Your apps should not call undocumented Windows APIs, or take dependency on specific Windows file exports or registry keys. This can lead to broken functionality, data loss, and potential security issues. If there is functionality your app requires that is not available, this is an opportunity to provide feedback through your usual feedback channels and via the Windows Insider program.
Develop Universal Windows Platform (UWP) and Centennial apps
We encourage all Win32 app ISVs to develop Universal Windows Platform (UWP) and, specifically, Centennial apps moving forward. There are great benefits to developing these app packages rather than using traditional Win32 installers. UWP apps are also supported in the Microsoft Store, so it’s easier for you to update your users to a consistent version automatically, lowering your support costs.
If your Win32 app types do not work with the Centennial model, we highly recommend that you use the right installer and ensure this is fully tested. An installer is your user or customer’s first experience with your app, so ensure that this works well. All too often, this doesn’t work well or it hasn’t been fully tested for all scenarios. The Windows App Certification Kit can help you test the install and uninstall of your Win32 app and help you identify use of undocumented APIs, as well as other basic performance-related best-practice issues, before your users do.
- Use installers that work for both 32-bit and 64-bit versions of Windows.
- Design your installers to run on multiple scenarios (user or machine level).
- Keep all Windows redistributables in the original packaging – if you repackage these, it’s possible that this will break the installer.
- Schedule development time for your installers—these are often overlooked as a deliverable during the software development lifecycle.
Optimized test strategies and flighting
Windows OS flighting refers to the interim builds available to Windows Insiders before a final build is released to the general population. The more Insiders that flight these interim builds, the more feedback we receive on the build quality, compatibility, etc., and this helps improve quality of the final builds. You can participate in this flighting program to ensure that your apps work as expected on iterative builds of the OS. We also encourage you to provide feedback on how these flighted builds are working for you, issues you run into, and so on.
If your app is in the Store, you can flight your app via the Store, which means that your app will be available for our Windows Insider population to install. Users can install your app and you can receive preliminary feedback on your app before you release it to the general population. The follow sections outline the steps for testing your apps against Windows flighted builds.
Step 1: Become a Windows Insider and participate in flighting
As a Windows Insider, you can help shape the future of Windows—your feedback will help us improve features and functionality in the platform. This is a vibrant community where you can connect with other enthusiasts, join forums, trade advice, and learn about upcoming Insider-only events.
Since you’ll have access to preview builds of Windows 10, Windows 10 Mobile, and the latest Windows SDK and Emulator, you’ll have all the tools at your disposal to develop great apps and explore what's new in the Universal Windows Platform and the Microsoft Store.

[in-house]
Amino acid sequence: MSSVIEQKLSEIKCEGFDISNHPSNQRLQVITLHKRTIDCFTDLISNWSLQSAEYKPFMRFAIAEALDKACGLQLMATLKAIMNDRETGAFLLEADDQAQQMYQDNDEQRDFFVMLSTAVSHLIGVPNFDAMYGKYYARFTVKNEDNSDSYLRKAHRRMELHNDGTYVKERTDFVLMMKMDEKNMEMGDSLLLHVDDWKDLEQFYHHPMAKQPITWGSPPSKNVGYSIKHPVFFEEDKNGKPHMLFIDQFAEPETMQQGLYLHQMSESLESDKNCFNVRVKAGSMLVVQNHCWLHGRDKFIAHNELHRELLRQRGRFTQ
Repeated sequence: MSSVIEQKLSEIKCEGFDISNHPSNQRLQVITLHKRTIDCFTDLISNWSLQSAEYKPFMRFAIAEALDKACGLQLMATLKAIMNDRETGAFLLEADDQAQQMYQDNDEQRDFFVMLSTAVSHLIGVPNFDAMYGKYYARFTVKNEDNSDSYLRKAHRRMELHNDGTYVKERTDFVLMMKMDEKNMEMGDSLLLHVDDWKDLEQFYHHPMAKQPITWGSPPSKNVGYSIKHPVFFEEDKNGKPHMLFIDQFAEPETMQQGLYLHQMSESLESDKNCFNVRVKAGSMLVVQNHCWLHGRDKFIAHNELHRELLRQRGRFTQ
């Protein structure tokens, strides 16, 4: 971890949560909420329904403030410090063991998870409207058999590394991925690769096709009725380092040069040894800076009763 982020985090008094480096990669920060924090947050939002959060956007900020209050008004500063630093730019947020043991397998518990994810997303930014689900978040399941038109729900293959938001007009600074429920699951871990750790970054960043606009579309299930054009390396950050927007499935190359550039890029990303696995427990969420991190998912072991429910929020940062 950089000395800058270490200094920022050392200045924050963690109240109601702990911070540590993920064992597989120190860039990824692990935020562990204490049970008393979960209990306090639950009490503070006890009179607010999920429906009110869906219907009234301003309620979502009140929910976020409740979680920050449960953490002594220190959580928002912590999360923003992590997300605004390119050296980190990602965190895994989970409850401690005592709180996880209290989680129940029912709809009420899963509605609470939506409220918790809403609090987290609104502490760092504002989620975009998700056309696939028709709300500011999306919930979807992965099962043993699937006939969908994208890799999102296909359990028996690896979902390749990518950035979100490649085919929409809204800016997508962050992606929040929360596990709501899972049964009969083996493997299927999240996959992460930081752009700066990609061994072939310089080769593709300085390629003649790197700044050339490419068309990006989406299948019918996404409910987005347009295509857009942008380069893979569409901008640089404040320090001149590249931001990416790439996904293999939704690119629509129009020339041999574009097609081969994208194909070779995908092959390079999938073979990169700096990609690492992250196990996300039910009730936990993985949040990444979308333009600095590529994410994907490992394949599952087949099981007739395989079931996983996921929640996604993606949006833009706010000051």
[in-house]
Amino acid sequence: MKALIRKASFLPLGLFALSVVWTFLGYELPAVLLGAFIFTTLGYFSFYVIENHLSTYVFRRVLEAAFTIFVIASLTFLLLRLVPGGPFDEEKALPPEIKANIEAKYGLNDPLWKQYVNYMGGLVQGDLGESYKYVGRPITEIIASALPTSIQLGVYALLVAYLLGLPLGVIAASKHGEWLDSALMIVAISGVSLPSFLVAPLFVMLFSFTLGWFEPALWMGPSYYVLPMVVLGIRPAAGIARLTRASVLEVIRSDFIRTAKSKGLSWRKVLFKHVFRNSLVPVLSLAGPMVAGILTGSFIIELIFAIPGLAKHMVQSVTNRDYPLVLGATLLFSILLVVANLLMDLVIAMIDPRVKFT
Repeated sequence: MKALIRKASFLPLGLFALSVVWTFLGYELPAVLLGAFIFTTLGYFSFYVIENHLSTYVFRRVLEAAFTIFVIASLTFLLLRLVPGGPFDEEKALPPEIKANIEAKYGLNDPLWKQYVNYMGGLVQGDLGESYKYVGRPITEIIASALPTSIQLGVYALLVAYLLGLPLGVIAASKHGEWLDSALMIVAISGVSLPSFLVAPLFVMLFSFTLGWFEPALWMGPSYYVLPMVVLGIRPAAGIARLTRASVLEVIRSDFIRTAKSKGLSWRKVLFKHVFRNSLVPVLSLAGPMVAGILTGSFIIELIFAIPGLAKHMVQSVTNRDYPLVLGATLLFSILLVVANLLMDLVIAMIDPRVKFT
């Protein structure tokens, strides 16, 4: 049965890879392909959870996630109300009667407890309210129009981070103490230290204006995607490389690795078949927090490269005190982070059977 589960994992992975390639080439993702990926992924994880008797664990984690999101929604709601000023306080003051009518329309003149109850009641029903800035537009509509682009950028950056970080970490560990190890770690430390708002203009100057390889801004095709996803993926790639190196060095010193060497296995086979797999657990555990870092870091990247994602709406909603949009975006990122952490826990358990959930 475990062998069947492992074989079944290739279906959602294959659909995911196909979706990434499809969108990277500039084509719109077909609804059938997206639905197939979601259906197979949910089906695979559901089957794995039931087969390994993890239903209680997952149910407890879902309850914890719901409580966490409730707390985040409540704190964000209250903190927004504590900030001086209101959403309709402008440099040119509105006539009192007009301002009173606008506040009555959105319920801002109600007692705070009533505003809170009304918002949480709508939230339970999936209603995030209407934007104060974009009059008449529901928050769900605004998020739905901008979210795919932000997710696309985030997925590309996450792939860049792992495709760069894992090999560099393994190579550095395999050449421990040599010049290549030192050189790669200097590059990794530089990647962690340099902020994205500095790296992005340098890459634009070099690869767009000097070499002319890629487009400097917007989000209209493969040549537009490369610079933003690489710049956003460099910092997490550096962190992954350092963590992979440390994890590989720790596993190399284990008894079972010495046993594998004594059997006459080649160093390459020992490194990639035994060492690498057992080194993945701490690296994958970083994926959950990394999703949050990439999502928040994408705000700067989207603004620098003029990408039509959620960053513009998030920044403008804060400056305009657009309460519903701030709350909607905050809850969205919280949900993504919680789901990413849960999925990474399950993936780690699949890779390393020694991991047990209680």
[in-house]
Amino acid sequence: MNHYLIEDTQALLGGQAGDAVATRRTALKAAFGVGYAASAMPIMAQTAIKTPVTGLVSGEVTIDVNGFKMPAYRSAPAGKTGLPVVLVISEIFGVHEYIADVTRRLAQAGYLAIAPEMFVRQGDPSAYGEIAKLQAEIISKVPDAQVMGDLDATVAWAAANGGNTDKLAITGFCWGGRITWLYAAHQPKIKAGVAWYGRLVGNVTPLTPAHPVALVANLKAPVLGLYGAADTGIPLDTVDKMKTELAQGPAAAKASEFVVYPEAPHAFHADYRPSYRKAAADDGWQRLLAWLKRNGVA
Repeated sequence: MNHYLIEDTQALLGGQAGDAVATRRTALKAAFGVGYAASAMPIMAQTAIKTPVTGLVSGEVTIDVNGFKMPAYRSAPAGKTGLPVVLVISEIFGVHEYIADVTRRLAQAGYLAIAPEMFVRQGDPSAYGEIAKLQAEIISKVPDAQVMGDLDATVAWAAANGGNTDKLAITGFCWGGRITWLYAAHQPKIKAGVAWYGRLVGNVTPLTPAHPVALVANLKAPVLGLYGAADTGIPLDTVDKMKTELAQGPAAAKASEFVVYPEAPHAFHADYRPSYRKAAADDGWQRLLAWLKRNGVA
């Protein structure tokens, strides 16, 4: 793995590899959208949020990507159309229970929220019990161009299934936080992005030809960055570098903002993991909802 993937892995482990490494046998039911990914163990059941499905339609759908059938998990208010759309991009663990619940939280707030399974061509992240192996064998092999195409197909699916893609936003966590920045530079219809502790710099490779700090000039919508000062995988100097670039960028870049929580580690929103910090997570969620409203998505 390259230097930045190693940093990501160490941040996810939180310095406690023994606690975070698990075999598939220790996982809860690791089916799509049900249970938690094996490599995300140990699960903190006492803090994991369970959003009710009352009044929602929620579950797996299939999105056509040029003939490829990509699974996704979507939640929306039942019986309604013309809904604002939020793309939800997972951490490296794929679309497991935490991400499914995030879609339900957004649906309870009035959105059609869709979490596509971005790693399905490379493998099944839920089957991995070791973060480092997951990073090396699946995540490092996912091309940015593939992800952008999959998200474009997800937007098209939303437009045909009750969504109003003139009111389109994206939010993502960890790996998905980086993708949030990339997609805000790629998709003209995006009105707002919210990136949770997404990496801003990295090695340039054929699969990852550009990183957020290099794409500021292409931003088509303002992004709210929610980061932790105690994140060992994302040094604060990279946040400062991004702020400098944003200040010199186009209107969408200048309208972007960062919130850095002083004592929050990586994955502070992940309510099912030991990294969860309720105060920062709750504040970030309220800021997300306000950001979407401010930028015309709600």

This is also a great opportunity to build great hardware, with preview builds of the hardware development kits so you can develop universal drivers for Windows. The IoT Core Insider Preview is also available on supported IoT development boards, so you can build amazing connected solutions using the Universal Windows Platform.
Before you become a Windows Insider, please note that participation is intended for users who:
- Want to try out software that’s still in development.
- Want to share feedback about the software and the platform.
- Don’t mind lots of updates or a UI design that might change significantly over time.
- Really know their way around a PC and feel comfortable troubleshooting problems, backing up data, formatting a hard drive, installing an operating system from scratch, or restoring an old one if necessary.
- Know what an ISO file is and how to use it.
- Aren't installing it on their everyday computer or device.
Step 2: Test your scenarios
Once you have updated to a flighted build, the following are some sample test cases to help you get started on testing and gathering feedback. For most of these tests, ensure you cover both x86 and AMD64 systems. Clean install test: On a clean install of Windows 10, ensure your app is fully functional. If your app fails this test and the upgrade test, then it’s likely that the issue is caused by underlying OS changes or bugs in the app. If after investigation, the former is the case, be sure to use the Windows Insider program to provide feedback and partner on solutions.
Upgrade Test: Check that your app works after upgrading from a down-level version of Windows (i.e. Windows 7 or Windows 8.1) to Windows 10. Your app shouldn’t cause roll backs during upgrade, and should continue to work as expected after upgrade—this is crucial to achieve a seamless upgrade experience.
Reinstall Test: Ensure that app functionality can be restored by reinstalling your app after you upgrade the PC to Windows 10 from a down-level OS. If your app didn’t pass the upgrade test and you have not been able to narrow down the cause of these issues, it’s possible that a reinstall can restore lost functionality. A passing reinstall test indicates that parts of the app may not have been migrated to Windows 10.
OS\Device Features Test: Ensure that your app works as expected if your app relies on specific functionality in the OS. Common areas for testing include the following, often against a selection of the commonly used PC models to ensure coverage:
- USB device functionality (keyboard, mouse, memory stick, external hard disk, and so on)
- Graphics\display (multi-monitor, projection, screen rotation, and so on)
- Touch screen (orientation, on-screen keyboard, pen, gestures, and so on)
- Touchpad (left\right buttons, tap, scroll, and so on)
- Pen (single\double tap, press, hold, eraser, and so on)
- Sensors (accelerometer, fusion, and so on)
Step 3: Provide feedback
Let us know how your app is performing against flighted builds. As you discover issues with your app during testing, please log bugs via the partner portal if you have access, or through your Microsoft representative. We encourage this information so that we can build a quality experience for our users together.